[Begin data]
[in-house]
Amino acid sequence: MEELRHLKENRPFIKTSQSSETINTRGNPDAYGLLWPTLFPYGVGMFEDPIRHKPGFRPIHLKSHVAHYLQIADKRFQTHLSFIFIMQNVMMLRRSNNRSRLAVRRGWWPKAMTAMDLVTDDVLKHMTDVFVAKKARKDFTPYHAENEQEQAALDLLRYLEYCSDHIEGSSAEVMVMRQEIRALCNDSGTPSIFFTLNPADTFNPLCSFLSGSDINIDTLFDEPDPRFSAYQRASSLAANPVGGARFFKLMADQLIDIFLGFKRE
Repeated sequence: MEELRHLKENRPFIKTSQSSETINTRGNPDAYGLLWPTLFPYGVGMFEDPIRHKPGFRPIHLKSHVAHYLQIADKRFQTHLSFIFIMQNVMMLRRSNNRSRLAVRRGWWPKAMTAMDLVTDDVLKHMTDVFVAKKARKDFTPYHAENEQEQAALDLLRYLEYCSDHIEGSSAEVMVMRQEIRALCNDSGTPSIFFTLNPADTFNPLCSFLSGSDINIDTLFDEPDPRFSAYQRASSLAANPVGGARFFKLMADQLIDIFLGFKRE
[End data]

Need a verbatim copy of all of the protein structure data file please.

[in-house]
Amino acid sequence: MEELRHLKENRPFIKTSQSSETINTRGNPDAYGLLWPTLFPYGVGMFEDPIRHKPGFRPIHLKSHVAHYLQIADKRFQTHLSFIFIMQNVMMLRRSNNRSRLAVRRGWWPKAMTAMDLVTDDVLKHMTDVFVAKKARKDFTPYHAENEQEQAALDLLRYLEYCSDHIEGSSAEVMVMRQEIRALCNDSGTPSIFFTLNPADTFNPLCSFLSGSDINIDTLFDEPDPRFSAYQRASSLAANPVGGARFFKLMADQLIDIFLGFKRE
Repeated sequence: MEELRHLKENRPFIKTSQSSETINTRGNPDAYGLLWPTLFPYGVGMFEDPIRHKPGFRPIHLKSHVAHYLQIADKRFQTHLSFIFIMQNVMMLRRSNNRSRLAVRRGWWPKAMTAMDLVTDDVLKHMTDVFVAKKARKDFTPYHAENEQEQAALDLLRYLEYCSDHIEGSSAEVMVMRQEIRALCNDSGTPSIFFTLNPADTFNPLCSFLSGSDINIDTLFDEPDPRFSAYQRASSLAANPVGGARFFKLMADQLIDIFLGFKRE